"It was miserable. It sucked. It was terrible. Besides that, it was fine." --Andy Roddick after getting dismantled by Federer in the 2007 Australian Open Semifinals
And it's not like Andy won his one major and slunk to the background for the next nine years. He was the top-ranked American in the year-end rankings for most of the past decade and finished in the world top 10 in nine straight years. He also appeared in four other Grand Slam finals--and was thwarted by Federer each time.
Andy won just three of 24 lifetime matches against Federer. Many of them resembled the 6-4, 6-0, 6-2 Australian Open beatdown that preceded the above quote. But their 2009 encounter for the Wimbledon title was one of the sport's most epic battles of all-time. I remember nursing an Independence Day hangover and marveling at how well Andy was moving, how confidently he was hitting his strokes, and how he had turned a British crowd that had always been very pro-Roger in his own favor. It was the best match I ever watched him play.
Andy held serve 37 times in a row before succumbing 16-14 in the match's fifth and deciding set. I slammed a champagne glass on a kitchen counter after the final point. An overreaction? Sure. But I was pretty sure I had just watched my favorite tennis player rise to the challenge and play the match of his life. And now he and I both had to watch Federer strut around Centre Court in this stupid jacket to commemorate his breaking of Pete Sampras' old record of 14 career Grand Slam titles. There were slight moments during that trophy presentation where it looked like Andy wanted to smash a champagne glass into Roger's face. And I liked him even more for that.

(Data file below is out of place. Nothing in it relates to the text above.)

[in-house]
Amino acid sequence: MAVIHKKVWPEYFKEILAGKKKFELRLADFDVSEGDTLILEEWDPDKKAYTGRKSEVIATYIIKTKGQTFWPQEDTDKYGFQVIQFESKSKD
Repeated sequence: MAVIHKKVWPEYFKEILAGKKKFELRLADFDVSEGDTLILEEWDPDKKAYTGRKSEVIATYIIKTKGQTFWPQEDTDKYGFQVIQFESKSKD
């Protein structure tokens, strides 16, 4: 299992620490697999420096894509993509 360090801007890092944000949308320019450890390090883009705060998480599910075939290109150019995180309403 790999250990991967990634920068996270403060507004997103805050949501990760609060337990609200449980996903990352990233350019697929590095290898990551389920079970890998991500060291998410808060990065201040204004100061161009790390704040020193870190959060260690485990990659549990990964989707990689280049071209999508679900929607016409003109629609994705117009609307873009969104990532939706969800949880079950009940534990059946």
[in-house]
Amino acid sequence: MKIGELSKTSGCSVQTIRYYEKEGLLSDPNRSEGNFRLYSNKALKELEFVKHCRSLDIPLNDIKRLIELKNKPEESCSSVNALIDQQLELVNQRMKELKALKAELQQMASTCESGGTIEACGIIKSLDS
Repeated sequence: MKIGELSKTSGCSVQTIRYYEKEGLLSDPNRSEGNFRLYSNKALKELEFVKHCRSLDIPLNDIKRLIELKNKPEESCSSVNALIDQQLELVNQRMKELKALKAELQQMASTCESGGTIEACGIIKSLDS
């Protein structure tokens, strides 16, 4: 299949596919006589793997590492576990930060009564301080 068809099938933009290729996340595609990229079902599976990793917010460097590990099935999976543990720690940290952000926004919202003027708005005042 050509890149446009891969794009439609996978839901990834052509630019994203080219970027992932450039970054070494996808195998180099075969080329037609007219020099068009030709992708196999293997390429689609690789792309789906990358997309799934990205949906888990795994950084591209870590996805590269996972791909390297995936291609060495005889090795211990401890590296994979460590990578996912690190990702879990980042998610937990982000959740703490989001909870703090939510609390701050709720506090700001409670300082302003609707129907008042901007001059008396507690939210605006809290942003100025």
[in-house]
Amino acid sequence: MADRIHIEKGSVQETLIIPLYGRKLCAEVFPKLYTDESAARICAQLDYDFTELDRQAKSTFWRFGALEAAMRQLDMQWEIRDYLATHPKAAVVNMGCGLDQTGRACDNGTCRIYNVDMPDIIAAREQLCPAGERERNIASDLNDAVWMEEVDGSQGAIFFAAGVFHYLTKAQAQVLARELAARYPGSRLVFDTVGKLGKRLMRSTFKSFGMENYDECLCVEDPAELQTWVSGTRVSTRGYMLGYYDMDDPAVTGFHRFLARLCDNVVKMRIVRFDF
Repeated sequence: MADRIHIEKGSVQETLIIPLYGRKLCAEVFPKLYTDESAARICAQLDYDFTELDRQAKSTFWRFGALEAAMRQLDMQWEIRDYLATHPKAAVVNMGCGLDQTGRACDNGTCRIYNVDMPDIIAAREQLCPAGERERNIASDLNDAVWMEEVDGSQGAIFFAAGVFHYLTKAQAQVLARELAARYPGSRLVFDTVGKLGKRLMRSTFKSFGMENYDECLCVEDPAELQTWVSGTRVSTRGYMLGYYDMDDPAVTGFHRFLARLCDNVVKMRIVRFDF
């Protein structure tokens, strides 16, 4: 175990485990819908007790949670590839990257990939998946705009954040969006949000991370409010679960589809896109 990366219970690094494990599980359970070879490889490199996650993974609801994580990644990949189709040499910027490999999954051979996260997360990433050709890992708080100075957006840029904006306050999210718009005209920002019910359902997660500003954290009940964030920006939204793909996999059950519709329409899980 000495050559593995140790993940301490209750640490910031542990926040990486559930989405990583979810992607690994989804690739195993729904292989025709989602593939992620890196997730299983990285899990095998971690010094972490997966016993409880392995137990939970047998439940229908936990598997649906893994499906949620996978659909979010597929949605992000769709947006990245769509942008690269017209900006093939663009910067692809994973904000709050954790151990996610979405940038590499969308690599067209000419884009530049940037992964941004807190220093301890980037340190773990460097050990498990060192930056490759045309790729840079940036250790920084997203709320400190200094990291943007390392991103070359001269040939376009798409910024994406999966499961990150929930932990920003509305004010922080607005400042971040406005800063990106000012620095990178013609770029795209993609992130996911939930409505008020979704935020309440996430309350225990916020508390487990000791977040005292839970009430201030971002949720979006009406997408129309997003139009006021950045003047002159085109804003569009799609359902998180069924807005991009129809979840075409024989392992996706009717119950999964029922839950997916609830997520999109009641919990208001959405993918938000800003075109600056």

"I'm all about the love. I love everybody. I'm falling in love with you as we speak." --Andy Roddick to a hyperactive press member who asked if he had time for love in his busy schedule
Andy Murray recently defeated Djokovic in a tense and thrilling 5-set U.S. Open final, making history by becoming the first British man to win a Grand Slam championship since Fred "Four Fingers" Perry beat Baron Gottfried von Cramm in the 1936 Wimbledon final. Murray's triumph was the culmination of a brilliant summer that included a runner-up finish at his home final at Wimbledon and a gold medal at the Olympics, where he throttled Federer in straight sets in the tournament's final. He's got that trademark dry British wit, and he's been known to share some particularly gracious and prescient thoughts during the climactic moments of his career, like here:
Murray has been the world's top-ranked Andy for the past several years, and he might now be my favorite active professional player. He's definitely the only top professional with a second serve slower than mine.
But I doubt I will ever again follow Murray--or any player, for that matter--as closely as I've followed Roddick over the past decade. Roddick was never the fastest guy on tour or the most physically fit; he had a couple overwhelming strengths and some glaring shortcomings at which he worked his ass off to improve, even late in his career. But as many have mentioned in their eulogies of his career, Roddick seems to have wrung every drip of possible success out of his talent and playing style. And through his jocular charisma and obstinate in-match resilience, Roddick demonstrated to a 15-year-old kid who hardly knew what he was doing on the court or off it a comfort in one's sense of self and an on-court determination worth emulating.
For that, I will really miss the Andy Roddick Era.